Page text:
This article discusses frequently asked questions surrounding speech and language therapy including how to find an appropriate Speech and Language Therapist. We believe that this article will be of help to anyone who would like to know more about the prognosis of speech and language disorders or believe their relative may be suffering from a speech, language or swallowing difficulty.
- Will I/my relative get better?
- How long until I/they are back to "normal"?
- When is it best to treat?
- How often should they be treated?
- How do I choose an appropriate Speech and Language Therapist?
The nature and severity of the condition causing the speech, language or swallowing difficulty has an impact on likely recovery. The severity of the difficulty itself is also important. There are a number of other factors which can impact on recovery including: depression, age, family support, and motivation. With progressive neurological conditions e.g. Multiple Sclerosis (MS), speech and language therapy is usually aiming to maintain skills and function as opposed to restoring it.
The rate and extent of recovery varies between individuals for many reasons, as outlined above. For example, the site and size of two people’s stroke may be the same but their difficulties and their recovery will be completely different. It is very rare for someone to recover 100%.
The evidence suggests that the earlier treatment begins, the better the outcome. In the early stages following a stroke or head injury many people are very tired and can only manage very short periods of therapy. It is also a time when the brain is recovering and therefore the way someone speaks or swallows can change rapidly at this point. The majority of recovery occurs within the first six months but people can still improve many years after the original injury. For example, there is evidence that some people with non-progressive dysarthria benefit long after the initial onset (1).
This is another question for which there is not a definitive answer. It is not always the case that more equals better. A specialised and experienced therapist will be able to advise you on recommended frequency. The Clinical Guidelines for Stroke 2008 state that people should “undergo as much therapy as appropriate to their needs as they are willing and able to tolerate.”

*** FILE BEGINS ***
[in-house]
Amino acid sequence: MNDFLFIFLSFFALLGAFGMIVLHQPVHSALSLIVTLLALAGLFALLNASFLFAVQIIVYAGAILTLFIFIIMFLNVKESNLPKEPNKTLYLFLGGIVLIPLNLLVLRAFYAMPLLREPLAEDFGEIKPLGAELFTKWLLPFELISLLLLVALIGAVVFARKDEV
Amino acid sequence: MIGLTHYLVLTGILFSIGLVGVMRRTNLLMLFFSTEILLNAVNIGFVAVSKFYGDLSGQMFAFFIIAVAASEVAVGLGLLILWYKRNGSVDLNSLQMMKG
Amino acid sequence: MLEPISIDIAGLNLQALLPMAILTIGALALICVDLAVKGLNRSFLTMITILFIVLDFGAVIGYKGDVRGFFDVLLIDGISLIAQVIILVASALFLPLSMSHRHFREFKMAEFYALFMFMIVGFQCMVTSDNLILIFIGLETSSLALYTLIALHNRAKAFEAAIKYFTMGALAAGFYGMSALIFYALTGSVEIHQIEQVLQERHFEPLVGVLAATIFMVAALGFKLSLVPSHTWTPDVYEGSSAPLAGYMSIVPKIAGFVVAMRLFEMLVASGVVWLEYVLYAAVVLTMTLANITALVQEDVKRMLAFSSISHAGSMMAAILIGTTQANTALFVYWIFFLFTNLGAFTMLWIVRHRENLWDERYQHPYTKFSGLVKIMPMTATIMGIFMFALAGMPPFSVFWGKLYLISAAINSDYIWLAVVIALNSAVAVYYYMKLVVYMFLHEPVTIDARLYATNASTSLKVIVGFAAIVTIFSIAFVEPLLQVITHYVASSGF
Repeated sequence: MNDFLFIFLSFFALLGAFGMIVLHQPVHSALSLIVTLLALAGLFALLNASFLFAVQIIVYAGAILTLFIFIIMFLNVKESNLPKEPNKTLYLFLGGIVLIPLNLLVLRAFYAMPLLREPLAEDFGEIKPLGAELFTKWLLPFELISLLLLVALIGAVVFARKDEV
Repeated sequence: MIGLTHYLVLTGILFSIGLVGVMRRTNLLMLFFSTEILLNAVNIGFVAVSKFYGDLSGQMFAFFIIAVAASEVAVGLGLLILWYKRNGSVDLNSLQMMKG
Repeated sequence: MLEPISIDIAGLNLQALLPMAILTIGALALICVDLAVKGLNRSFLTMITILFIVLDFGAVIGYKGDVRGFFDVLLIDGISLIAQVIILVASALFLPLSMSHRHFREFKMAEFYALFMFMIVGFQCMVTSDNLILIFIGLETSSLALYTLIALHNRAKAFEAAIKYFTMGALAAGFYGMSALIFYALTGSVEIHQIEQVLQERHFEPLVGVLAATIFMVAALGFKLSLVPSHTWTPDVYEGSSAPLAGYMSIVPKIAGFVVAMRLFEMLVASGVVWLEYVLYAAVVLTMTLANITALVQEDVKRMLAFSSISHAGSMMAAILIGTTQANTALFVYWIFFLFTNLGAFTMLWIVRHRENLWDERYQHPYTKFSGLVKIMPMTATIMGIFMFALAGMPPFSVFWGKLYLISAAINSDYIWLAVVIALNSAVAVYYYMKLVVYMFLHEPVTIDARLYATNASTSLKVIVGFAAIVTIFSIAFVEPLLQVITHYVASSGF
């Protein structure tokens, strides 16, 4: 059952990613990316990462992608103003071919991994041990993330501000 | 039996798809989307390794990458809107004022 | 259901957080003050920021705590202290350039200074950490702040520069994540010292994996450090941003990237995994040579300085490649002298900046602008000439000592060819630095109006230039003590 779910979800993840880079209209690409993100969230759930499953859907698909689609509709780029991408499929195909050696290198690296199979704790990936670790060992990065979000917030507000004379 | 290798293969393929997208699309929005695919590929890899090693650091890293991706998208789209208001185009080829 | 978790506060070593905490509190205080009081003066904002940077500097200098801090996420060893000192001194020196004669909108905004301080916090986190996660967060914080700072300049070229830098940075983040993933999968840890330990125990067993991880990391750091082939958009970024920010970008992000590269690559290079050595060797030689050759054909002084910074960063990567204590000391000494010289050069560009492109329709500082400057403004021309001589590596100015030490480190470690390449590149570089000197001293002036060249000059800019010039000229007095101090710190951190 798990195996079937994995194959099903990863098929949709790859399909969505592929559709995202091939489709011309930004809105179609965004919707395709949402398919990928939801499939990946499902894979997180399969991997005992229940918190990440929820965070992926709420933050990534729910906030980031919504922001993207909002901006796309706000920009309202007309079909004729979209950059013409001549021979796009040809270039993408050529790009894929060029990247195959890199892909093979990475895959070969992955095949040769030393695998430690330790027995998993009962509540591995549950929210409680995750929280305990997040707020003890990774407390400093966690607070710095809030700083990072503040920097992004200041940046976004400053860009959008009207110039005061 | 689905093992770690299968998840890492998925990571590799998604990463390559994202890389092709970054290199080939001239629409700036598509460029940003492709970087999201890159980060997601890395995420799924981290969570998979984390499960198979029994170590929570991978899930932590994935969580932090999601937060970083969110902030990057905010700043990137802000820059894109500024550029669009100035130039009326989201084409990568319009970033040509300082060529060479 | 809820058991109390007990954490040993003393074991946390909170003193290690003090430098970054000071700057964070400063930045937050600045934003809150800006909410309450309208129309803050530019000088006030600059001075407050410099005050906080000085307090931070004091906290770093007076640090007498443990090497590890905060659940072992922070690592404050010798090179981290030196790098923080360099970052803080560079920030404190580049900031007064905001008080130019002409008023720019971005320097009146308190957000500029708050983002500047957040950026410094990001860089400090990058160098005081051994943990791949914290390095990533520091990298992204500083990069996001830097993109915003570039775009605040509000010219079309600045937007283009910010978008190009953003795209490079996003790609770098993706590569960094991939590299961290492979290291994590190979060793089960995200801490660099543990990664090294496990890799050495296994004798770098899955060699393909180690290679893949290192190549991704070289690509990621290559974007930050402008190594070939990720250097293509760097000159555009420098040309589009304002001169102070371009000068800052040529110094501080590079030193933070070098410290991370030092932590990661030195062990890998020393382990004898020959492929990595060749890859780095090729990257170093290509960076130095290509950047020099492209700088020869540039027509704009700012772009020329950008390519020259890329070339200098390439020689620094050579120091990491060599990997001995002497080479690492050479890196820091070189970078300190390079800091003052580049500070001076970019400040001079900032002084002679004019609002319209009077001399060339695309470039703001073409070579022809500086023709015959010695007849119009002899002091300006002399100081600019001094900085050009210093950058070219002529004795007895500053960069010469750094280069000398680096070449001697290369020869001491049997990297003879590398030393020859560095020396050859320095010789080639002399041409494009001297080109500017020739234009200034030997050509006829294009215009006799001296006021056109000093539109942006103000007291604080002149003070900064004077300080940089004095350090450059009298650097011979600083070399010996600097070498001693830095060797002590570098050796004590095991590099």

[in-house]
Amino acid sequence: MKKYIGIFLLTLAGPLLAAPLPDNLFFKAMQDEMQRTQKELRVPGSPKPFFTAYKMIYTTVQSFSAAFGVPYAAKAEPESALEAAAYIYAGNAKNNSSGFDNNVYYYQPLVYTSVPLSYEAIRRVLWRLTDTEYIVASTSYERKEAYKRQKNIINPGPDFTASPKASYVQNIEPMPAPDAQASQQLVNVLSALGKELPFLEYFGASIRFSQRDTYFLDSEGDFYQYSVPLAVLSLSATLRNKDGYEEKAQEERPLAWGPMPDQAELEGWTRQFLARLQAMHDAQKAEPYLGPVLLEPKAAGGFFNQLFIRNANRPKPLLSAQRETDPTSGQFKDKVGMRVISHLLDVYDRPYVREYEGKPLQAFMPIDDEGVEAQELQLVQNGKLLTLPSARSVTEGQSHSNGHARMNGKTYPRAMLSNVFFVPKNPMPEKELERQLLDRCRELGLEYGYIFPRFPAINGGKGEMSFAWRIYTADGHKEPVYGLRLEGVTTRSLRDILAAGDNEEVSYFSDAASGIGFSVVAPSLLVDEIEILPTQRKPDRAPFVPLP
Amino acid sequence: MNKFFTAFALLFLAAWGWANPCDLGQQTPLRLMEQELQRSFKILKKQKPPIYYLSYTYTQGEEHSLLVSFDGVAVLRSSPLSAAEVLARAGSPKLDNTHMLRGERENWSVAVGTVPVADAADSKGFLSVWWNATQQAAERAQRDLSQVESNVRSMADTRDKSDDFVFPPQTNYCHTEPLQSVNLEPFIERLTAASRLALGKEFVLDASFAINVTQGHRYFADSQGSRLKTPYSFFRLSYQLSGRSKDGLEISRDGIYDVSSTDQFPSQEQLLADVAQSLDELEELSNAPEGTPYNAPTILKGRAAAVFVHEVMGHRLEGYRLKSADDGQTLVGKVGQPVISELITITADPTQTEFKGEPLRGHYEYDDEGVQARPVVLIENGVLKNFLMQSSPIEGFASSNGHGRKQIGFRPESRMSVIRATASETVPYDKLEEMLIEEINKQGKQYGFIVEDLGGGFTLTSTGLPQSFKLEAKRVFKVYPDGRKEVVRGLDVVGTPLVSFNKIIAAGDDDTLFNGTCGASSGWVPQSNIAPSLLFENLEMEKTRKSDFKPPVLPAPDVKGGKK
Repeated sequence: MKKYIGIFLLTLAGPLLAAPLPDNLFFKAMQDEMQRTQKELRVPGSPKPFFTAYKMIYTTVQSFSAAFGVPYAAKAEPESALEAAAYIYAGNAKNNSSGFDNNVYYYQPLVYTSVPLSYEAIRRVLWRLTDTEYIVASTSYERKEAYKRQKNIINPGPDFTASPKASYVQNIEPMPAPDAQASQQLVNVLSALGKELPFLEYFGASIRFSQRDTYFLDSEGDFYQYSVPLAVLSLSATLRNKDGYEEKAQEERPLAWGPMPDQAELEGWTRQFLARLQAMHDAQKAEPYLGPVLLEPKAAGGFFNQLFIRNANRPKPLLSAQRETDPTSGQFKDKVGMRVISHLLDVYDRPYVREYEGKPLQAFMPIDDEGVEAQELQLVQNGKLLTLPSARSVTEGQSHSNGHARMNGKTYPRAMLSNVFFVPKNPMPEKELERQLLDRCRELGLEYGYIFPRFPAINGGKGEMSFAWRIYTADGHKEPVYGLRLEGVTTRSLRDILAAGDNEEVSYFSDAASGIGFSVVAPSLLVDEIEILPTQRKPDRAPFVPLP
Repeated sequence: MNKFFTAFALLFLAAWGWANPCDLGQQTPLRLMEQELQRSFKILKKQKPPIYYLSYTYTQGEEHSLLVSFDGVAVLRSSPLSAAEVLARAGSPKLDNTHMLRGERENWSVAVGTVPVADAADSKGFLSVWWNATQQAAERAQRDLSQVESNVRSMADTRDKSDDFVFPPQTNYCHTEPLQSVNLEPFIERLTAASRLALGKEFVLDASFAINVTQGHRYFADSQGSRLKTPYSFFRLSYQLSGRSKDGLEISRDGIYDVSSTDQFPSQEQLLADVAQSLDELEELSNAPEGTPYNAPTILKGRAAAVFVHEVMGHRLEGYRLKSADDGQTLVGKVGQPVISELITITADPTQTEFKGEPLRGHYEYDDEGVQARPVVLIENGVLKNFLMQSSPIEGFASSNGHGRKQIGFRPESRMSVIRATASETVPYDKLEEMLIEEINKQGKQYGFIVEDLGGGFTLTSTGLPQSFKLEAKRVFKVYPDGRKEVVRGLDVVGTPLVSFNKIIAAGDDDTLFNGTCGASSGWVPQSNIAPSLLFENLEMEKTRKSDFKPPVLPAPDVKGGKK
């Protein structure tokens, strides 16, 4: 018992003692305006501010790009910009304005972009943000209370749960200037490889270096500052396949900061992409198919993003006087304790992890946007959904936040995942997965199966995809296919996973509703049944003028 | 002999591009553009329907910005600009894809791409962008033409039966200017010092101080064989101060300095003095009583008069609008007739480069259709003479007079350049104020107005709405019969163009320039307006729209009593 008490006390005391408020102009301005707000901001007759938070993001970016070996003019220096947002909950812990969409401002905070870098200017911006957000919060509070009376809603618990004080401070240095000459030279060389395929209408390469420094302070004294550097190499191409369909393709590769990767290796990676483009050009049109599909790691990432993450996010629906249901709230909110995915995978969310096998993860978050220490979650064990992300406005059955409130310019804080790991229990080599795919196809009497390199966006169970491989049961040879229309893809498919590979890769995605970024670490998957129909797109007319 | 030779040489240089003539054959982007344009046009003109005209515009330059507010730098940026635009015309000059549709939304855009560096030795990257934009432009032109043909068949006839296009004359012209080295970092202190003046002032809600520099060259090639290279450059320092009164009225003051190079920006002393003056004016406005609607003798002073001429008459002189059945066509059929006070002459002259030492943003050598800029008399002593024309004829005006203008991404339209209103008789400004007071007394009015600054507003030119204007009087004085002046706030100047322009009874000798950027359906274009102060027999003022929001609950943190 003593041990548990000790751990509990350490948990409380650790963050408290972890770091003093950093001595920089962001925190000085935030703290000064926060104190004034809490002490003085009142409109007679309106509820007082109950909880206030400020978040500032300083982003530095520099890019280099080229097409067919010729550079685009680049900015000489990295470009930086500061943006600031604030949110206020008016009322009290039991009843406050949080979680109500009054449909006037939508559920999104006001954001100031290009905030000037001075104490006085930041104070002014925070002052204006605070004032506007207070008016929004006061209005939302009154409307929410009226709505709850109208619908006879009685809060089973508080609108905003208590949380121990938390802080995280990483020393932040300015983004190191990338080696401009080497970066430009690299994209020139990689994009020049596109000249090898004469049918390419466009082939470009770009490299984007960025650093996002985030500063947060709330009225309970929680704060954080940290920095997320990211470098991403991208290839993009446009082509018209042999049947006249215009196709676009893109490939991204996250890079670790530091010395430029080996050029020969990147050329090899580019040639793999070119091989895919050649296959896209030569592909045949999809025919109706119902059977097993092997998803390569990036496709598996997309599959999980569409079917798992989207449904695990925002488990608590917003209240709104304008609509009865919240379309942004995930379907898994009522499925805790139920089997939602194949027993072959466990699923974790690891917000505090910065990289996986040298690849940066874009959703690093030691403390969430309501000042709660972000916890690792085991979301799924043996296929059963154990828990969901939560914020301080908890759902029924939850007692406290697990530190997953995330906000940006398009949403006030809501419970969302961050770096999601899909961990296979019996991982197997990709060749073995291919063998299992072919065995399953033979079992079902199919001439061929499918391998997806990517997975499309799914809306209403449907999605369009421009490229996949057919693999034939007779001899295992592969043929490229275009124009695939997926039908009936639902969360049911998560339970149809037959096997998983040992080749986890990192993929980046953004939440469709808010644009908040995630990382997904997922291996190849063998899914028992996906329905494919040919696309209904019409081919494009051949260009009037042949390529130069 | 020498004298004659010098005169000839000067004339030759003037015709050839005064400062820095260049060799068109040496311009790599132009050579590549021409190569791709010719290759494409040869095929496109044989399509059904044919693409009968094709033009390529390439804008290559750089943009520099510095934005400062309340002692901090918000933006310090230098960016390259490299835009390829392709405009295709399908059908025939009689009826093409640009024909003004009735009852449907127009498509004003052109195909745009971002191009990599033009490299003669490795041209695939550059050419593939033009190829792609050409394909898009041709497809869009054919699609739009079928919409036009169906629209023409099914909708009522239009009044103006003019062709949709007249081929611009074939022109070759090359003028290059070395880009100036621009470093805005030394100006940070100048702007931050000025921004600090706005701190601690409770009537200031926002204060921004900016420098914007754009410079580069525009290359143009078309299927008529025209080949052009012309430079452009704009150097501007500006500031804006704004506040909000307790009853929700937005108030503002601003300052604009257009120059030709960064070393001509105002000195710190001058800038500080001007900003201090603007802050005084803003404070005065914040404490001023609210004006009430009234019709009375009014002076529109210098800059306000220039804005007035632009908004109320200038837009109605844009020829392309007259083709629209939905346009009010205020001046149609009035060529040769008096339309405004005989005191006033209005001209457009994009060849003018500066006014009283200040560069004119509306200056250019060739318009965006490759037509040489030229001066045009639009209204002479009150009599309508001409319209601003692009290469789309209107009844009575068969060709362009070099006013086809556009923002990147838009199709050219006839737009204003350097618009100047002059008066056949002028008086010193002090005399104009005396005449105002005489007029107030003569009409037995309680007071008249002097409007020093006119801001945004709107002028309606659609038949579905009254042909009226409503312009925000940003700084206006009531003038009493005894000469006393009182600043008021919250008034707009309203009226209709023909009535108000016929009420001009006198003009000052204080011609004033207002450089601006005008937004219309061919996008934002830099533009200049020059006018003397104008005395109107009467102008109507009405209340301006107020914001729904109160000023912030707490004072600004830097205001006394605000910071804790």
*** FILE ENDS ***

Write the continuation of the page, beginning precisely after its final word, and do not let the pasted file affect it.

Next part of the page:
A study into the efficiency of aphasia therapy after stroke revealed that in the first twelve weeks after stroke there was no measurable difference in outcome from those who received 1.6 hours of speech and language therapy per week than those who received three hours a week (2).
A number of generalist therapists choose to treat all ages and conditions. Other therapists choose to specialise in a particular area, for example adults with neurological conditions. It is important to speak to the therapist to ascertain their skills and experience with the particular condition to be treated. For example through asking the following:
- Are they members of RCSLT (the Royal College of Speech and Language Therapists)?
- Are they registered with the Health Professions Council (HPC)? All registered speech and language therapists are.
- Are they members of the Association of Speech and Language Therapists in Independent Practice (ASLTIP)?
- Are they a member of a special interest group (SIG) in the given condition?
- Bakheit A.M., et al. 2007. A prospective, randomized, parallel group, controlled study of the effect of intensity of speech and language therapy on early recovery from poststroke aphasia. Clinical Rehabilitation; 21:885-894.
- Palmer R., Enderby P., Hawley M. 2007. Addressing the needs of speakers with longstanding dysarthria: Computerized and traditional therapy compared. International Journal of Language and Communication Disorders; 42, S1: 61-79.
For further information on the author of this article, Speech and Language Therapist, Ms Liz Ackroyd, please click here.
Associated with the nervous system and the brain.Full medical glossary